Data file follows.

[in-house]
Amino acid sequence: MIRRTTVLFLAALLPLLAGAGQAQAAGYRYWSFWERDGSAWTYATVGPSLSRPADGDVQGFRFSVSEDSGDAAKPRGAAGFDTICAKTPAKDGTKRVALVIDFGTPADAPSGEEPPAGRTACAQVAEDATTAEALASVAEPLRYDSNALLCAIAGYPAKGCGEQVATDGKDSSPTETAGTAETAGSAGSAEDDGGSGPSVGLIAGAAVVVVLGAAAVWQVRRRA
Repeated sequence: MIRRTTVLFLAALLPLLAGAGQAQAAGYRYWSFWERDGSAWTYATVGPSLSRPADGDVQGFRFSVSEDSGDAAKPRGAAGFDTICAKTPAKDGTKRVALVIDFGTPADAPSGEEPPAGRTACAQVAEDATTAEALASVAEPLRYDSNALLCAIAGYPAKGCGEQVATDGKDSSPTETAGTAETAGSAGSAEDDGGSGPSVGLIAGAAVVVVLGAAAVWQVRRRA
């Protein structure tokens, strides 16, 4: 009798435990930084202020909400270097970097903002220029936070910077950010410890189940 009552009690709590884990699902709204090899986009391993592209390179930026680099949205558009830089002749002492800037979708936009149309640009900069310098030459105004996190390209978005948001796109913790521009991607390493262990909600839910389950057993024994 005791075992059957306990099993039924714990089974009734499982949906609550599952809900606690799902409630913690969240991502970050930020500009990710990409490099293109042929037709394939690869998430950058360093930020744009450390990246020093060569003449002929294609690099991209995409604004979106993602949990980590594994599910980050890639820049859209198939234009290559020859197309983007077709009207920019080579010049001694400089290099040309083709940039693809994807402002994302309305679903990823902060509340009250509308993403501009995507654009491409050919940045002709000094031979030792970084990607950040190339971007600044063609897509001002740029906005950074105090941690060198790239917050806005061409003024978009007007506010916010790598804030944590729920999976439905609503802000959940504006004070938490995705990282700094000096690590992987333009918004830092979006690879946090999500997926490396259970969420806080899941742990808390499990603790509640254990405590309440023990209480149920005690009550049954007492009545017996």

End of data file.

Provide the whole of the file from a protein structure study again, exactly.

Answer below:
[in-house]
Amino acid sequence: MIRRTTVLFLAALLPLLAGAGQAQAAGYRYWSFWERDGSAWTYATVGPSLSRPADGDVQGFRFSVSEDSGDAAKPRGAAGFDTICAKTPAKDGTKRVALVIDFGTPADAPSGEEPPAGRTACAQVAEDATTAEALASVAEPLRYDSNALLCAIAGYPAKGCGEQVATDGKDSSPTETAGTAETAGSAGSAEDDGGSGPSVGLIAGAAVVVVLGAAAVWQVRRRA
Repeated sequence: MIRRTTVLFLAALLPLLAGAGQAQAAGYRYWSFWERDGSAWTYATVGPSLSRPADGDVQGFRFSVSEDSGDAAKPRGAAGFDTICAKTPAKDGTKRVALVIDFGTPADAPSGEEPPAGRTACAQVAEDATTAEALASVAEPLRYDSNALLCAIAGYPAKGCGEQVATDGKDSSPTETAGTAETAGSAGSAEDDGGSGPSVGLIAGAAVVVVLGAAAVWQVRRRA
């Protein structure tokens, strides 16, 4: 009798435990930084202020909400270097970097903002220029936070910077950010410890189940 009552009690709590884990699902709204090899986009391993592209390179930026680099949205558009830089002749002492800037979708936009149309640009900069310098030459105004996190390209978005948001796109913790521009991607390493262990909600839910389950057993024994 005791075992059957306990099993039924714990089974009734499982949906609550599952809900606690799902409630913690969240991502970050930020500009990710990409490099293109042929037709394939690869998430950058360093930020744009450390990246020093060569003449002929294609690099991209995409604004979106993602949990980590594994599910980050890639820049859209198939234009290559020859197309983007077709009207920019080579010049001694400089290099040309083709940039693809994807402002994302309305679903990823902060509340009250509308993403501009995507654009491409050919940045002709000094031979030792970084990607950040190339971007600044063609897509001002740029906005950074105090941690060198790239917050806005061409003024978009007007506010916010790598804030944590729920999976439905609503802000959940504006004070938490995705990282700094000096690590992987333009918004830092979006690879946090999500997926490396259970969420806080899941742990808390499990603790509640254990405590309440023990209480149920005690009550049954007492009545017996």